Safety Last

The Poison Squad: One Chemist's Single-Minded Crusade for Food Safety at the Turn of the Twentieth Century BY Deborah Blum. Penguin Press. Hardcover, 352 pages. $28.

The cover of The Poison Squad: One Chemist's Single-Minded Crusade for Food Safety at the Turn of the Twentieth Century

“The devil has got hold of the food supply in this country.” This was the conclusion of Nebraska Senator Algernon Paddock, chairman of the Committee on Agriculture and Forestry, in 1891. That year, he sponsored a bill that would become just one more failed legislative attempt to require food producers to label their products truthfully. Among the transgressions he was trying to stop were common practices like whitening milk with chalk, “embalming” corned beef with formaldehyde, lacing fake whiskey with soap (it made the liquid bead on the glass), and creating ground “pepper” made of “common floor sweepings.” It was not until 1906, after nearly two decades of testing, research, and political combat, that the country’s first Pure Food and Drug Act was signed into law, by President Theodore Roosevelt. As Deborah Blum writes in The Poison Squad: One Chemist’s Single-Minded Crusade for Food Safety at the Turn of the Twentieth Century, if not for the perseverance of Harvey Wiley, a government chemist who’d grown up on an Indiana farm that served as a stop on the Underground Railroad, it never would have happened.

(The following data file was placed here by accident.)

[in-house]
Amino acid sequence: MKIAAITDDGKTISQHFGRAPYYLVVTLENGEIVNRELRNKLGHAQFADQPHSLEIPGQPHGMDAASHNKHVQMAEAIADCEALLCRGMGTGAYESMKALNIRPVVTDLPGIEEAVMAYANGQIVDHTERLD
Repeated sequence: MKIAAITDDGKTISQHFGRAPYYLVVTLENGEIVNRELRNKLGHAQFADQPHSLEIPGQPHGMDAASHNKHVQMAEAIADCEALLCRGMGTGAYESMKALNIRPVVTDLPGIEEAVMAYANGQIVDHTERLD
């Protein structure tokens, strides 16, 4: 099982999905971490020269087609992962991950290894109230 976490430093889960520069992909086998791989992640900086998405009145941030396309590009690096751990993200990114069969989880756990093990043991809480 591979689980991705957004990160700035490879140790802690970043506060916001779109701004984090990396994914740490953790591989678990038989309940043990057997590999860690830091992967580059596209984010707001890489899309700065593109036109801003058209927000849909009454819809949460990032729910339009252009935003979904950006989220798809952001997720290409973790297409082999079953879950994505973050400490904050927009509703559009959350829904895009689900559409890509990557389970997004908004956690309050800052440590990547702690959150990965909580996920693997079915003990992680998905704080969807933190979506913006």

Wiley started his career testing food and drink for foreign substances, which almost invariably turned up staggering results. In 1892, for example, he reported that “87 percent of all ground coffee samples tested were adulterated [and] ‘one sample contained no coffee at all.’ ” From there, he moved on to form the “squad” of the book’s title, a team that undertook a series of human experiments at the agriculture department’s Bureau of Chemistry starting in 1902. They began by testing the health effects of chemicals being added in unregulated quantities to American food, as companies such as Pfizer and Monsanto (still with us today and still creating public-health crises) rushed to capitalize on new preservatives and additives with names such as Freezine, Preservaline, and—I can’t help reading this one as an homage to cabaret—Rosaline Berliner. Producers themselves, eager to turn a profit regardless of safety, were incredibly lax when it came to additives: “One standard approach involved making a solution of residues from food and drink products and injecting that solution into rabbits. If the rabbits didn’t die within minutes, food manufacturers would declare the material to be nonpoisonous and safe for human beings.” In the face of this rampant hazard, Wiley held fast to his belief that “if Americans consumed multiple doses of untested compounds in every meal with no assurance of their safety . . . then government officials like himself were failing them.”